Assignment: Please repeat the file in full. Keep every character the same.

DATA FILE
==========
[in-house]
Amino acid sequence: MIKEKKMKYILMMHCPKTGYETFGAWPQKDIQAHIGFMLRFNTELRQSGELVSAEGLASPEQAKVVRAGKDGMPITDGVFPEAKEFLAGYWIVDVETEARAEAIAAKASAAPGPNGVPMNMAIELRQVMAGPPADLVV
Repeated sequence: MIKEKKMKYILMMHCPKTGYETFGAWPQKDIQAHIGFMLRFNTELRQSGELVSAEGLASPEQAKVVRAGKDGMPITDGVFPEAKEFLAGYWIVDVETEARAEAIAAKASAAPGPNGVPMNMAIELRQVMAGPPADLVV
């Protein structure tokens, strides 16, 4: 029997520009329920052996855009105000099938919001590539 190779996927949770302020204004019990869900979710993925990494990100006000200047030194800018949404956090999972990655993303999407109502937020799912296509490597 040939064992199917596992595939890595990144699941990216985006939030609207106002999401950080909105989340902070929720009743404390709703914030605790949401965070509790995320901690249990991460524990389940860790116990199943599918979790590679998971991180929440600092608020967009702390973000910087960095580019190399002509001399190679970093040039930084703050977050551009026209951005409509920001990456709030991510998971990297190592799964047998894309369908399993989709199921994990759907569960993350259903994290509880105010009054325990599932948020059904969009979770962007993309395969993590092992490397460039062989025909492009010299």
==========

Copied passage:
[in-house]
Amino acid sequence: MIKEKKMKYILMMHCPKTGYETFGAWPQKDIQAHIGFMLRFNTELRQSGELVSAEGLASPEQAKVVRAGKDGMPITDGVFPEAKEFLAGYWIVDVETEARAEAIAAKASAAPGPNGVPMNMAIELRQVMAGPPADLVV
Repeated sequence: MIKEKKMKYILMMHCPKTGYETFGAWPQKDIQAHIGFMLRFNTELRQSGELVSAEGLASPEQAKVVRAGKDGMPITDGVFPEAKEFLAGYWIVDVETEARAEAIAAKASAAPGPNGVPMNMAIELRQVMAGPPADLVV
């Protein structure tokens, strides 16, 4: 029997520009329920052996855009105000099938919001590539 190779996927949770302020204004019990869900979710993925990494990100006000200047030194800018949404956090999972990655993303999407109502937020799912296509490597 040939064992199917596992595939890595990144699941990216985006939030609207106002999401950080909105989340902070929720009743404390709703914030605790949401965070509790995320901690249990991460524990389940860790116990199943599918979790590679998971991180929440600092608020967009702390973000910087960095580019190399002509001399190679970093040039930084703050977050551009026209951005409509920001990456709030991510998971990297190592799964047998894309369908399993989709199921994990759907569960993350259903994290509880105010009054325990599932948020059904969009979770962007993309395969993590092992490397460039062989025909492009010299």